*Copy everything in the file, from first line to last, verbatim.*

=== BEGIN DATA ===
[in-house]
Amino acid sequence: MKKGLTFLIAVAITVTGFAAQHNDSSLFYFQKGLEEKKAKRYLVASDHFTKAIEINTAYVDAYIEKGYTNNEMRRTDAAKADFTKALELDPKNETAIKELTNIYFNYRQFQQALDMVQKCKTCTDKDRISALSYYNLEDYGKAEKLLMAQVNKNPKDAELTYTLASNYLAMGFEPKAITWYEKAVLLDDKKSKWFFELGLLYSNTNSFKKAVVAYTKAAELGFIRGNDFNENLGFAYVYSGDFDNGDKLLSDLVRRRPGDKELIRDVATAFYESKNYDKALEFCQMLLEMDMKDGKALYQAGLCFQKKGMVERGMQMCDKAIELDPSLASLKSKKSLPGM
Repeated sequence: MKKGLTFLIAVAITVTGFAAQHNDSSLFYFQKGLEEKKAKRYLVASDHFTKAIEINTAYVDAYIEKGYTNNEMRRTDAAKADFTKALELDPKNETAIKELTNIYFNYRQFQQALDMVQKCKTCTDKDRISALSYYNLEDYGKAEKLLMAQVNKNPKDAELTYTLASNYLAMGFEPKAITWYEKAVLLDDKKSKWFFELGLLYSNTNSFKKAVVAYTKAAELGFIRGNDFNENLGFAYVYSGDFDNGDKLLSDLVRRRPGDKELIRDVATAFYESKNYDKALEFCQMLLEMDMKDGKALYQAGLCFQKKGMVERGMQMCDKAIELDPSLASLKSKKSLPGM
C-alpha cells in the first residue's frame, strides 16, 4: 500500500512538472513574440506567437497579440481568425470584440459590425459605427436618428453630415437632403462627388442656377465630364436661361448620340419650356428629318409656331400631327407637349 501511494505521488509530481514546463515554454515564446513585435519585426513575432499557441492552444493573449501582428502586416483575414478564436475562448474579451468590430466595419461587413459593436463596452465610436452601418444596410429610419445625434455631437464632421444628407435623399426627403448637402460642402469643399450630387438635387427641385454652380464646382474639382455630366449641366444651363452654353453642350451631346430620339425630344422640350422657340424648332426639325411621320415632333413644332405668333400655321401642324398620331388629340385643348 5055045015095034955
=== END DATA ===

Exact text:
[in-house]
Amino acid sequence: MKKGLTFLIAVAITVTGFAAQHNDSSLFYFQKGLEEKKAKRYLVASDHFTKAIEINTAYVDAYIEKGYTNNEMRRTDAAKADFTKALELDPKNETAIKELTNIYFNYRQFQQALDMVQKCKTCTDKDRISALSYYNLEDYGKAEKLLMAQVNKNPKDAELTYTLASNYLAMGFEPKAITWYEKAVLLDDKKSKWFFELGLLYSNTNSFKKAVVAYTKAAELGFIRGNDFNENLGFAYVYSGDFDNGDKLLSDLVRRRPGDKELIRDVATAFYESKNYDKALEFCQMLLEMDMKDGKALYQAGLCFQKKGMVERGMQMCDKAIELDPSLASLKSKKSLPGM
Repeated sequence: MKKGLTFLIAVAITVTGFAAQHNDSSLFYFQKGLEEKKAKRYLVASDHFTKAIEINTAYVDAYIEKGYTNNEMRRTDAAKADFTKALELDPKNETAIKELTNIYFNYRQFQQALDMVQKCKTCTDKDRISALSYYNLEDYGKAEKLLMAQVNKNPKDAELTYTLASNYLAMGFEPKAITWYEKAVLLDDKKSKWFFELGLLYSNTNSFKKAVVAYTKAAELGFIRGNDFNENLGFAYVYSGDFDNGDKLLSDLVRRRPGDKELIRDVATAFYESKNYDKALEFCQMLLEMDMKDGKALYQAGLCFQKKGMVERGMQMCDKAIELDPSLASLKSKKSLPGM
C-alpha cells in the first residue's frame, strides 16, 4: 500500500512538472513574440506567437497579440481568425470584440459590425459605427436618428453630415437632403462627388442656377465630364436661361448620340419650356428629318409656331400631327407637349 501511494505521488509530481514546463515554454515564446513585435519585426513575432499557441492552444493573449501582428502586416483575414478564436475562448474579451468590430466595419461587413459593436463596452465610436452601418444596410429610419445625434455631437464632421444628407435623399426627403448637402460642402469643399450630387438635387427641385454652380464646382474639382455630366449641366444651363452654353453642350451631346430620339425630344422640350422657340424648332426639325411621320415632333413644332405668333400655321401642324398620331388629340385643348 5055045015095034955